Why You Should Integrate IoT Security Into Your Vulnerability Management Program

It’s safe to say that the internet of things (IoT) is mature enough that it’s on everyone’s radar by now. The IoT as we know it has been around for more than a decade, but it wasn’t until about five years ago that organizations started integrating the IoT as a core component of their enterprise security programs. Still, many IT professionals and executives alike are not addressing IoT security at the same level at which it’s creating tangible business risks.

I’ve worked with many businesses to help create their security programs from scratch — everything from policies to technologies to ongoing security assessments. One thing I’ve found is that addressing these elements of security from the very beginning is much easier than trying to integrate controls into an environment that’s already established.

It’s no different with the IoT. These devices are bringing an onslaught of random systems into practically every business network, yet many people still aren’t paying attention. That must change if businesses are to maintain some semblance of reasonable security.

Exploits Come in All Shapes and Sizes

In terms of threats and vulnerabilities, the IoT is pretty much a continuation of traditional enterprise network systems. There are myriad scenarios encompassing IoT-related attacks on enterprise networks, such as:

  • Device to device;
  • Device to traditional endpoint — i.e., workstations and servers;
  • Device captures of network traffic;
  • Device to network perimeter; and
  • Device to cloud.

There could be IoT-centric network activity taking place right under your nose that you might not even be aware of. One thing to remember is that IoT network communication goes in two directions — outbound and inbound — across both wired and wireless networks. Your environment must be equipped to not only handle the bandwidth requirements of the IoT, but also the visibility and control that’s needed to keep things in check.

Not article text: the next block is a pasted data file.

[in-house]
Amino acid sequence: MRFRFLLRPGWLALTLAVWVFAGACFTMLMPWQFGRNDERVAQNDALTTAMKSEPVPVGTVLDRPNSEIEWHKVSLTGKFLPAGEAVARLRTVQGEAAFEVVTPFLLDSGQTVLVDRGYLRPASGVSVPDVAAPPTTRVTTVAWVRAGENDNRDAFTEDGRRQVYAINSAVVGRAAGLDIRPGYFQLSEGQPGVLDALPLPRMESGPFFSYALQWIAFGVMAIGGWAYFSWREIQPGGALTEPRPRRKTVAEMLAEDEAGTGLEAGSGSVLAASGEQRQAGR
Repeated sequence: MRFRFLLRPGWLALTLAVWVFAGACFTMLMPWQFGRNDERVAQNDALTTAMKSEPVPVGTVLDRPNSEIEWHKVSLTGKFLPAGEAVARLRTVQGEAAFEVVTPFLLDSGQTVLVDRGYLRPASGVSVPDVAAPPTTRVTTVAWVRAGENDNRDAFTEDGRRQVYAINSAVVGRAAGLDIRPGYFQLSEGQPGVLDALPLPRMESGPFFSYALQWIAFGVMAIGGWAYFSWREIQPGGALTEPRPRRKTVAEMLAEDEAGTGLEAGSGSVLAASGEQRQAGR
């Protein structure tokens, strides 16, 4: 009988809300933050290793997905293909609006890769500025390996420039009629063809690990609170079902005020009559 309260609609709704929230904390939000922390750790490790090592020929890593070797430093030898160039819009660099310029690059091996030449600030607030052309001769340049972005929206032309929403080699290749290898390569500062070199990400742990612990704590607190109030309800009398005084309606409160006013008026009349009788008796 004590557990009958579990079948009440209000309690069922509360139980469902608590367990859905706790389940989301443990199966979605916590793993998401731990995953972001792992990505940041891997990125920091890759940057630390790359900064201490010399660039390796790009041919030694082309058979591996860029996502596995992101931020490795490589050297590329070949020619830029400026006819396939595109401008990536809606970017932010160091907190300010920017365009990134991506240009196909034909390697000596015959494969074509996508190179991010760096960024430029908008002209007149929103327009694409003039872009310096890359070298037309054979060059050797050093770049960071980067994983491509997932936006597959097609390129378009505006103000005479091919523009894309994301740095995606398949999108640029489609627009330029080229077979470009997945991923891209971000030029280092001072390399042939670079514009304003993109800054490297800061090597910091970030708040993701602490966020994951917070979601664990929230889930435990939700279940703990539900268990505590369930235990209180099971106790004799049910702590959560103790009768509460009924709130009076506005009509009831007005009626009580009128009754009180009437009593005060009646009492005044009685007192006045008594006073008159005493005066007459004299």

To effectively integrate your IoT environment within your larger vulnerability management program, you must first identify your IoT systems. You simply cannot control or secure the things you don’t know about. But there’s more to it: You also need to understand which specific vulnerabilities IoT devices pose and how those vulnerabilities can be mitigated.

Perhaps the right solution for your organization is a dedicated IoT security appliance. Specific integration with your internal vulnerability scanning and patch management might be in order. Or it could be that you must address things on a case-by-case basis, finding, analyzing and resolving security concerns across all your IoT platforms.

The important part is that you’re properly acknowledging the vulnerabilities. Be it a smaller environment hosting a handful of medical devices or a larger industrial control network made up of countless devices, IoT systems need to be identified, enumerated and evaluated for vulnerabilities. Many security professionals aren’t sure where to start in terms of identifying these flaws. Some vulnerabilities are the predictable basics of weak passwords, unencrypted communications sessions and outdated software that facilitates remote exploits. Others often have odd services running in unexpected ways, or they’re connected to parts of the network and/or doing certain things that you thought were not allowed or even possible.